In less than ten days time, on 25th May, the GDPR becomes law in every EU jurisdiction. Officially, the GDPR began its journey towards this state of grace in 2012, when the European Commission published its draft proposal, although to my certain knowledge informally the discussions about what it should say began in 2010. Probably they got going even earlier than that. The GDPR completed the legislative processes in early 2016 although the final shape was clear before the end of 2015.
It would therefore be hard for anyone to argue they were surprised to discover that a new set of rules was about to come into force. Yet only hours away from the commencement huge arguments are going on about the proper meaning of the GDPR in relation to the WHOIS database. In fact only two days ago ICANN issued yet another note on the subject but it is a note with no conclusion as it insists various (vital) matters have still to be discussed within “the community”. By that they mean among themselves. This opens up the possibility that large parts of the database will “go dark” on or shortly after 25th May.
WHOIS should be up to date, accurate and accessible
From the very beginning of the modern internet WHOIS was meant to be an up to date, accurate and publicly accessible database of who owns and operates web sites.
It long ago ceased to be that. Last time I checked only about a quarter (23%) of WHOIS entries were fully accurate in the way they were meant to be. In other words accuracy was the exception rather than the rule.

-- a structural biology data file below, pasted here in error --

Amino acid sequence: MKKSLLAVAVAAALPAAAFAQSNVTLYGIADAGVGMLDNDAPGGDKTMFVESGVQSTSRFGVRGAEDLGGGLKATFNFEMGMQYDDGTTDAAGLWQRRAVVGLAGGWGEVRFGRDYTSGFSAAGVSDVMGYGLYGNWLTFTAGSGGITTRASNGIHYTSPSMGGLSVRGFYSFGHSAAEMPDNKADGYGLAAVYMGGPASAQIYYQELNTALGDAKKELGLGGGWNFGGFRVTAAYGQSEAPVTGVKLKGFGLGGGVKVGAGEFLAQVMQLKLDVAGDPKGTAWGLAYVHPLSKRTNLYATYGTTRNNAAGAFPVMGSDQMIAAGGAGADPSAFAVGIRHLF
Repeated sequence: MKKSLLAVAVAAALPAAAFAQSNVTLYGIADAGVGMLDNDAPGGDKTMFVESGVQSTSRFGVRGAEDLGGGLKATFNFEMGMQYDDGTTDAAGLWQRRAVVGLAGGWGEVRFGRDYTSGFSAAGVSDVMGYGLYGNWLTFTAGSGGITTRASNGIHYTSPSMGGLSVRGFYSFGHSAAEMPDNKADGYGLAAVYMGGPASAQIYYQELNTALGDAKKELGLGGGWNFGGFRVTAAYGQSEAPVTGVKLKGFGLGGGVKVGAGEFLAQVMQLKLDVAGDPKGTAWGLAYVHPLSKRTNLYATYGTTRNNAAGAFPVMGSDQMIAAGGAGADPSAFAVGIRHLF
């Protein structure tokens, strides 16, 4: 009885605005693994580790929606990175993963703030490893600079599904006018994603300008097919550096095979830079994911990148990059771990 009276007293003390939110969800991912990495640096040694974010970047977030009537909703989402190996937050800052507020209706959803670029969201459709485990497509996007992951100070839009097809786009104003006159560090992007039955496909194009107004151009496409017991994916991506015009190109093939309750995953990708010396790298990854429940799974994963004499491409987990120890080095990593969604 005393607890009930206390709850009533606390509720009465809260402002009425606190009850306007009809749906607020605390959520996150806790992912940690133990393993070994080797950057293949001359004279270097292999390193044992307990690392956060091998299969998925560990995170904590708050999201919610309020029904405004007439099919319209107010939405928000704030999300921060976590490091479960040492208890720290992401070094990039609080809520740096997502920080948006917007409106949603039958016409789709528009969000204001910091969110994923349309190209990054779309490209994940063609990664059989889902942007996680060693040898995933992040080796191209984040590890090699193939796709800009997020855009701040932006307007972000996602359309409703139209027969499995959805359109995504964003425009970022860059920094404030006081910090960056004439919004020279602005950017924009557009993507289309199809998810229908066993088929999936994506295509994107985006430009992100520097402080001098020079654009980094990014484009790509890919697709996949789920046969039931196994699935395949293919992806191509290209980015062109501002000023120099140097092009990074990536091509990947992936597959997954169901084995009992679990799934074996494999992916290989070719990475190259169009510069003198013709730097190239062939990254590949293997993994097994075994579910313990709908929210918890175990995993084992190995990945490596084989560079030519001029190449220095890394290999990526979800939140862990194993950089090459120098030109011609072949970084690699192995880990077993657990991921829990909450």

I can see a case where, in exceptional circumstances, certain data for certain sites might be withheld from routine public scrutiny e.g. by allowing the use of privacy or proxy services, but the key word there is “exceptional” and even if withheld from public view the information that is stored should be accurate.
ICANN has shown zero interest in or sense of urgency about putting things right i.e. in improving the level of accuracy within WHOIS. On the contrary they have come up with a litany of excuses, essentially for delaying doing anything meaningful. For example, they go on about the “changing nature of the internet” and how this requires them to “look again at the role and purpose of WHOIS.” OK. But accuracy is accuracy whichever way you cut it. One senses the major constituent parts of ICANN would be entirely content if the only information anyone needed to collect and keep was that which allowed them to receive payments and that should be privy only to them.
As long as the money keeps rolling in
If the Registries, Registrars, and ultimately ICANN, keep getting the money from the sale of domains why should they care? If bad guys do bad things with the sites they provide that’s a problem for the cops or someone else, not them. I exaggerate for effect, but not by very much.
The upshot? WHOIS has been getting ever more inaccurate.
Yet it remains an important source of information for law enforcement and the wider online security industry. Crooks and fraudsters of all kinds still have to register some details and these can often provide vital clues for investigators to follow.